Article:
Tag Archives: creator

Brendan Meet On SoundCloud Premier Partner Stick Figure

On SoundCloud Premier Partner Stick FigureWelcome to a new blog series – Meet On SoundCloud Premier Partners – where we’ll be interviewing the first SoundCloud creators invited to be a part of the Premier level of On SoundCloud, our creator partner program. Premier partners can choose to monetize their tracks in the U.S. and share revenue generated on SoundCloud. We’ve been expanding the number of artists in the Premier Partner level since we launched On SoundCloud in August.

Our first interview is with California-based Scott Woodruff, a multi-instrumentalist and producer who performs as Stick Figure.

Introduce yourself to the SoundCloud community:

I make dub reggae music, but more than a genre, I make music that makes you feel good. It’s about capturing everything that is beautiful in this world, a special feeling or mood that elevates the mundane into the majestic, and putting that in the form of a song. I try to make music that is both relatable and accessible, that can remind you of a feeling or an experience or even a color, or another song and how that song made you feel at that time in your life. Hopefully that brings a smile to your face or bounce to your step throughout the day.

How do you use SoundCloud?

First and foremost, I use SoundCloud to listen to my favorite bands. It’s also my discovery tool. I have come across artists on SoundCloud and gone on to collaborate with them in the creation of new music. Its also the ideal platform for my music to be accessible to the world, from format to functionality, it just works.

Describe your creative process: 

It all starts with a feeling I draw from my experiences out on the road and in this world. I try to capture that feeling back in my studio at home. I have every instrument in my studio and they all play their role in the finished product. I’ll jump from the keyboard over to the bass and back to the drums until everything is perfect. I feel most in my element when turning these feelings that everyone has into music everyone can experience.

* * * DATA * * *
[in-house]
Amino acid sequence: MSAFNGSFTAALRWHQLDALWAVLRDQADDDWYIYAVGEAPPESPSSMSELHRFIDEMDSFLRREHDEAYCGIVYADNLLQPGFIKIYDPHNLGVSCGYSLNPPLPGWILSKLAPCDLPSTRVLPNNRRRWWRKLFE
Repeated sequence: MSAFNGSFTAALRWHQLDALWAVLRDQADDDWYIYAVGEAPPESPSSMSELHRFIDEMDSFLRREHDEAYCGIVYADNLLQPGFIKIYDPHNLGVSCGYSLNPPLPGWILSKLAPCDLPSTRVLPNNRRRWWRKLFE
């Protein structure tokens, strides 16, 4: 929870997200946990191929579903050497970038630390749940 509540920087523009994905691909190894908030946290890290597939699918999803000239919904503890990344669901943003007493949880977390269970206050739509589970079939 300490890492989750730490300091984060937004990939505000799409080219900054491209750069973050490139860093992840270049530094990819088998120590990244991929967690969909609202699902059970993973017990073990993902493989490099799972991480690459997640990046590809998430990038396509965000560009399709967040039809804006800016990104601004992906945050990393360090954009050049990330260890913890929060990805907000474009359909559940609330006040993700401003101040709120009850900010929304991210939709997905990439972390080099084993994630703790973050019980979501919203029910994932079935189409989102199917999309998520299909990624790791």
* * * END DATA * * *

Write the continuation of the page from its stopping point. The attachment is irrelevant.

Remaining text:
How have you reached certain goals or steps in your career?

Staying consistent with output has been the biggest factor in my growth. The new music allows for fans to be built organically, without any gimmicks. Motivation and passion are also essential. You have to be all in with every part of your being or it is impossible to make a career in music. As you grow your career, the right people will come along to assist the growth and you just have to trust your gut on who to work with as opposed to the glitz or promises. When reaching out, I find it’s best to keep it short and sweet and let the quality of your product speak for itself.

Where do you want to take your career next?

I have been using SoundCloud since day one, so it is a huge honor to be a Premier Partner. I look forward to supporting the platform during its evolution and growth. As long as I am able to keep writing and performing music every day, that’s all I ever wanted for my career.

Are there people that you’d like to collaborate or work with?